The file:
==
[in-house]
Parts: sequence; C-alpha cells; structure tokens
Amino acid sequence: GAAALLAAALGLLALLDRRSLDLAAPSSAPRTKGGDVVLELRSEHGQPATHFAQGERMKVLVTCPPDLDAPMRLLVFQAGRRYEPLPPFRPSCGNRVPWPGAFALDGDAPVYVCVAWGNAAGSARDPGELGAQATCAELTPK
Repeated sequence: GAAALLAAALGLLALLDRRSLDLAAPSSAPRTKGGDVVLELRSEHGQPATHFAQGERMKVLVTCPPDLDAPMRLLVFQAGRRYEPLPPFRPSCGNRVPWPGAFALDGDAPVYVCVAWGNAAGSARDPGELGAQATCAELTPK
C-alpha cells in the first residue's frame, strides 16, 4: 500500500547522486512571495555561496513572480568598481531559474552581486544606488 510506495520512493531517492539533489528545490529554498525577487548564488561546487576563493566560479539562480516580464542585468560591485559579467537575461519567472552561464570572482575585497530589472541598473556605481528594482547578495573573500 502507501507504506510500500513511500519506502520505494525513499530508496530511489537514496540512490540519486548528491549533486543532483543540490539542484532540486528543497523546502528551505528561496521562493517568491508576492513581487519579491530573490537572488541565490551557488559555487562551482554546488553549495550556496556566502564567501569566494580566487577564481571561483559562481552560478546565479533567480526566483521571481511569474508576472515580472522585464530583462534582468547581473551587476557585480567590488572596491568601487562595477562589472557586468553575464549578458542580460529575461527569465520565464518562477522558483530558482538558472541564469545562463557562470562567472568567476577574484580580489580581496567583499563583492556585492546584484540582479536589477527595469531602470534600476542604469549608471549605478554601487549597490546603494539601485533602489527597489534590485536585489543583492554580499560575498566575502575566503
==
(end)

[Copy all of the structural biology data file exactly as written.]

[in-house]
Parts: sequence; C-alpha cells; structure tokens
Amino acid sequence: GAAALLAAALGLLALLDRRSLDLAAPSSAPRTKGGDVVLELRSEHGQPATHFAQGERMKVLVTCPPDLDAPMRLLVFQAGRRYEPLPPFRPSCGNRVPWPGAFALDGDAPVYVCVAWGNAAGSARDPGELGAQATCAELTPK
Repeated sequence: GAAALLAAALGLLALLDRRSLDLAAPSSAPRTKGGDVVLELRSEHGQPATHFAQGERMKVLVTCPPDLDAPMRLLVFQAGRRYEPLPPFRPSCGNRVPWPGAFALDGDAPVYVCVAWGNAAGSARDPGELGAQATCAELTPK
C-alpha cells in the first residue's frame, strides 16, 4: 500500500547522486512571495555561496513572480568598481531559474552581486544606488 510506495520512493531517492539533489528545490529554498525577487548564488561546487576563493566560479539562480516580464542585468560591485559579467537575461519567472552561464570572482575585497530589472541598473556605481528594482547578495573573500 502507501507504506510500500513511500519506502520505494525513499530508496530511489537514496540512490540519486548528491549533486543532483543540490539542484532540486528543497523546502528551505528561496521562493517568491508576492513581487519579491530573490537572488541565490551557488559555487562551482554546488553549495550556496556566502564567501569566494580566487577564481571561483559562481552560478546565479533567480526566483521571481511569474508576472515580472522585464530583462534582468547581473551587476557585480567590488572596491568601487562595477562589472557586468553575464549578458542580460529575461527569465520565464518562477522558483530558482538558472541564469545562463557562470562567472568567476577574484580580489580581496567583499563583492556585492546584484540582479536589477527595469531602470534600476542604469549608471549605478554601487549597490546603494539601485533602489527597489534590485536585489543583492554580499560575498566575502575566503